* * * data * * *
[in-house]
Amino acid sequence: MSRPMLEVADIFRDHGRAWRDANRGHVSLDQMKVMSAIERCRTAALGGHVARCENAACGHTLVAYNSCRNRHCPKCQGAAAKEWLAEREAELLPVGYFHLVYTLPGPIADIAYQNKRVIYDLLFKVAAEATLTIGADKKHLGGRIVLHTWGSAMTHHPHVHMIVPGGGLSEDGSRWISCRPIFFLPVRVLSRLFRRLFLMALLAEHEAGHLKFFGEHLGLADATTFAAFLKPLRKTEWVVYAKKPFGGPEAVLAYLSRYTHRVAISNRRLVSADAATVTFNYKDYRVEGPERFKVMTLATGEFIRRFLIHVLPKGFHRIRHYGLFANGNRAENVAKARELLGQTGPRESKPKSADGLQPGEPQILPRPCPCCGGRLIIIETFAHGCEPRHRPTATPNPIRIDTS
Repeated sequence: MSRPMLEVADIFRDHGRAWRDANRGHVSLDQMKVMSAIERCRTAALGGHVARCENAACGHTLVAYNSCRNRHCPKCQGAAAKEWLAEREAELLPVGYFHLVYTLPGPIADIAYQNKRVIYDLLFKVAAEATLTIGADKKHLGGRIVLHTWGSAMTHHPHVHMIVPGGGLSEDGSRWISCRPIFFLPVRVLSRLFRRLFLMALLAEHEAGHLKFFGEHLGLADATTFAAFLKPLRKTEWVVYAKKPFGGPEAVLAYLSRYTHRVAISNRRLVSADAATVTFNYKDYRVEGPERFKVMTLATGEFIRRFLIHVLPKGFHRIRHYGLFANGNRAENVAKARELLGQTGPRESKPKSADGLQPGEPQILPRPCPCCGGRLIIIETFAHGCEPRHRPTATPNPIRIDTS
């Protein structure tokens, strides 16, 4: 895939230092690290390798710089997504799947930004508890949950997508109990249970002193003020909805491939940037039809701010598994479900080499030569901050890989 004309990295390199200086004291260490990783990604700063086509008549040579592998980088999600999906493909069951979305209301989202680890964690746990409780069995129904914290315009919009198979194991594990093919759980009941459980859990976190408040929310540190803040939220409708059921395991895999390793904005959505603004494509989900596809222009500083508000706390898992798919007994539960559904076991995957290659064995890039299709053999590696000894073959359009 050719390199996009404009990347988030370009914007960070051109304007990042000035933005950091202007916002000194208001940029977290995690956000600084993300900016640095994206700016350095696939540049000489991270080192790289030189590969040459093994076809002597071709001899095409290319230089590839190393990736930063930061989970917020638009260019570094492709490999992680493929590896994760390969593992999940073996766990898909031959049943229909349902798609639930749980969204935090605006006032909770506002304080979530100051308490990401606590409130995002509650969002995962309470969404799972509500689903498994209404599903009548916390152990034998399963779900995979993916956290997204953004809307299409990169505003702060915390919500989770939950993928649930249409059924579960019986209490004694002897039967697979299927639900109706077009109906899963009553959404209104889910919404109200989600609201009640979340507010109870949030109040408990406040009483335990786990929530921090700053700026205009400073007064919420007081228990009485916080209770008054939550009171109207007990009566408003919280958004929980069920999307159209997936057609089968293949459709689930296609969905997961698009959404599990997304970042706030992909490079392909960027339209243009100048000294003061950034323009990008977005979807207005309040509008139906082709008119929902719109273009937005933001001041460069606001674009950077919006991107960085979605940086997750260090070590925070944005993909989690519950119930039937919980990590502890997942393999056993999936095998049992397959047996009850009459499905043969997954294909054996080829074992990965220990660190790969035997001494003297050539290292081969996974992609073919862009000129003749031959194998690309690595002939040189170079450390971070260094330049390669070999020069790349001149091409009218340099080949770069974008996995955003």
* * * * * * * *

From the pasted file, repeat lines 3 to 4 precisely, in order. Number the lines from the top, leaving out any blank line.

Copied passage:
Repeated sequence: MSRPMLEVADIFRDHGRAWRDANRGHVSLDQMKVMSAIERCRTAALGGHVARCENAACGHTLVAYNSCRNRHCPKCQGAAAKEWLAEREAELLPVGYFHLVYTLPGPIADIAYQNKRVIYDLLFKVAAEATLTIGADKKHLGGRIVLHTWGSAMTHHPHVHMIVPGGGLSEDGSRWISCRPIFFLPVRVLSRLFRRLFLMALLAEHEAGHLKFFGEHLGLADATTFAAFLKPLRKTEWVVYAKKPFGGPEAVLAYLSRYTHRVAISNRRLVSADAATVTFNYKDYRVEGPERFKVMTLATGEFIRRFLIHVLPKGFHRIRHYGLFANGNRAENVAKARELLGQTGPRESKPKSADGLQPGEPQILPRPCPCCGGRLIIIETFAHGCEPRHRPTATPNPIRIDTS
């Protein structure tokens, strides 16, 4: 895939230092690290390798710089997504799947930004508890949950997508109990249970002193003020909805491939940037039809701010598994479900080499030569901050890989 004309990295390199200086004291260490990783990604700063086509008549040579592998980088999600999906493909069951979305209301989202680890964690746990409780069995129904914290315009919009198979194991594990093919759980009941459980859990976190408040929310540190803040939220409708059921395991895999390793904005959505603004494509989900596809222009500083508000706390898992798919007994539960559904076991995957290659064995890039299709053999590696000894073959359009 050719390199996009404009990347988030370009914007960070051109304007990042000035933005950091202007916002000194208001940029977290995690956000600084993300900016640095994206700016350095696939540049000489991270080192790289030189590969040459093994076809002597071709001899095409290319230089590839190393990736930063930061989970917020638009260019570094492709490999992680493929590896994760390969593992999940073996766990898909031959049943229909349902798609639930749980969204935090605006006032909770506002304080979530100051308490990401606590409130995002509650969002995962309470969404799972509500689903498994209404599903009548916390152990034998399963779900995979993916956290997204953004809307299409990169505003702060915390919500989770939950993928649930249409059924579960019986209490004694002897039967697979299927639900109706077009109906899963009553959404209104889910919404109200989600609201009640979340507010109870949030109040408990406040009483335990786990929530921090700053700026205009400073007064919420007081228990009485916080209770008054939550009171109207007990009566408003919280958004929980069920999307159209997936057609089968293949459709689930296609969905997961698009959404599990997304970042706030992909490079392909960027339209243009100048000294003061950034323009990008977005979807207005309040509008139906082709008119929902719109273009937005933001001041460069606001674009950077919006991107960085979605940086997750260090070590925070944005993909989690519950119930039937919980990590502890997942393999056993999936095998049992397959047996009850009459499905043969997954294909054996080829074992990965220990660190790969035997001494003297050539290292081969996974992609073919862009000129003749031959194998690309690595002939040189170079450390971070260094330049390669070999020069790349001149091409009218340099080949770069974008996995955003």